The poor woman is actually the symbol of the poor Columbian people. The poor people prayed; yet, nothing seemed to be going their way—whether they held rosary beads or not. Marquez, in his compassionate, writerly ways used his poetic license when he brought an angel to this community that was in dire need of reconciliation. The angel, however, does not fit the stereotypical white-winged halo of beauty, grace, and heavenly wisdom. Here, the angel arrives on the scene in its crumpled state of near-paralysis. Even the angel’s wings are covered in stench.
This stench on these heavy, infected wings is symbolic of a suffering community. Marquez wrote the following to initiate this winged-angel into the story, which created a tone of what was to come from our angel: his huge buzzard wings, dirty and half-plucked, were forever entangled in the mud. This description helps to create the theme of a troubled Latin American society. Every time a new election brings about a different government official or president, there seemed to be a need for spiritual aid for the Columbian nation.
They always feel back on spiritual healing, but the healing never came to them. So, to display this, Marquez created the new government official, or president, as an angel coming to save Columbia in hopes of solving their massive problems. It so fitting, and ironic, that Marquez depicts the president as an angel. The president and government were anything but angelic toward its people. So to bring the message home, Marquez described a withered up, decrepit angel that is caged by the community—partly because they didn’t know what to make of this bird-creature.
Marquez added in the short story, a poor woman who since childhood had been counting her heartbeats and had run out of numbers; the Portuguese Man who couldn’t sleep because the noise of the stars disturbed him…and many others with less serious ailments. Marquez further conveys meaning by creating characters that seem to have something missing. The angel, although it is a fantastic sight with its huge wings, appears to be very human, even ordinary. At best, it’s a disappointed angel that was forced into a standstill by the seeing eye of the people who yearned for a better system of government.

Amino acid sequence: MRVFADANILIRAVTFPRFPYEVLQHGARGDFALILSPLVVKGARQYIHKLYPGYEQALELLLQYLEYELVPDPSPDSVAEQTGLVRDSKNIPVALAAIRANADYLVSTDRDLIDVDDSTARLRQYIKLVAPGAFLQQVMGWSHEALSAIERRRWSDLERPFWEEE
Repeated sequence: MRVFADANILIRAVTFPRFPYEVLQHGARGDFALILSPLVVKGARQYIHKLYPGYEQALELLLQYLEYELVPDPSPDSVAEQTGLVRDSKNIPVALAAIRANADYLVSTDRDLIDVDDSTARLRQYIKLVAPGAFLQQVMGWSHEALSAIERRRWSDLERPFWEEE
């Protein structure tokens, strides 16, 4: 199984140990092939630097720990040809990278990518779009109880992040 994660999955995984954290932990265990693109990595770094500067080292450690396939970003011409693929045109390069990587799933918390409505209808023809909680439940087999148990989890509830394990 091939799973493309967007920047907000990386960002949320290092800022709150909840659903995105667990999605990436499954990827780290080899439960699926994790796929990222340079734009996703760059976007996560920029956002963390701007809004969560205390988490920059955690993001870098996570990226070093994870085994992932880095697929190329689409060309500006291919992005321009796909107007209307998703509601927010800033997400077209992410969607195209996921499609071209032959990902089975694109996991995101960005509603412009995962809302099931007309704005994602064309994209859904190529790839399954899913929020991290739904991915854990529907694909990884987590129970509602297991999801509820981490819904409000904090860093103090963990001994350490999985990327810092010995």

We sense upheaval and emotions from the characters, yet he does not create concrete characters that the reader can relate to. There is a purpose to his magic, though. Our angel is described as a helpless angel, one that is caged by the people. Even though he appears to be so weak and unable to even walk, they cage him. This, in effect, symbolizes how the government has instilled decades of fear into the people, blinding them and weakening them. They cannot speak for themselves for fear of being imprisoned by the government.
More irony can be seen here because the people are fearful of being imprisoned by the government rule when they are already caged by this oppressive government. The character of our angel creates the style of the story. It is, both fascinating and distressing. Readers discover an underlying source of tension by how ill-mannered they treat this angel-like creation. In reality, we know that people don’t sprout wings. So this is either some kind of monster, a cruel trick, or completely imagined. When the doctor examines this caged winged-man, he feels that the wings are perfect for this creature.
He is left to wonder—since he believes the wings are a perfect fit—why God did not grace us with wings as well. They are a natural addition to the old man’s frame. When we look at the logic of the situation, we either feel it has supernatural intentions or its wings were meant to fit him. The author even has Pelayo and Elisenda overcome their own shock and dismay when they, too, feel he is a familiar creature. As readers, we are steered in the same direction and simple acceptance of this winged angel.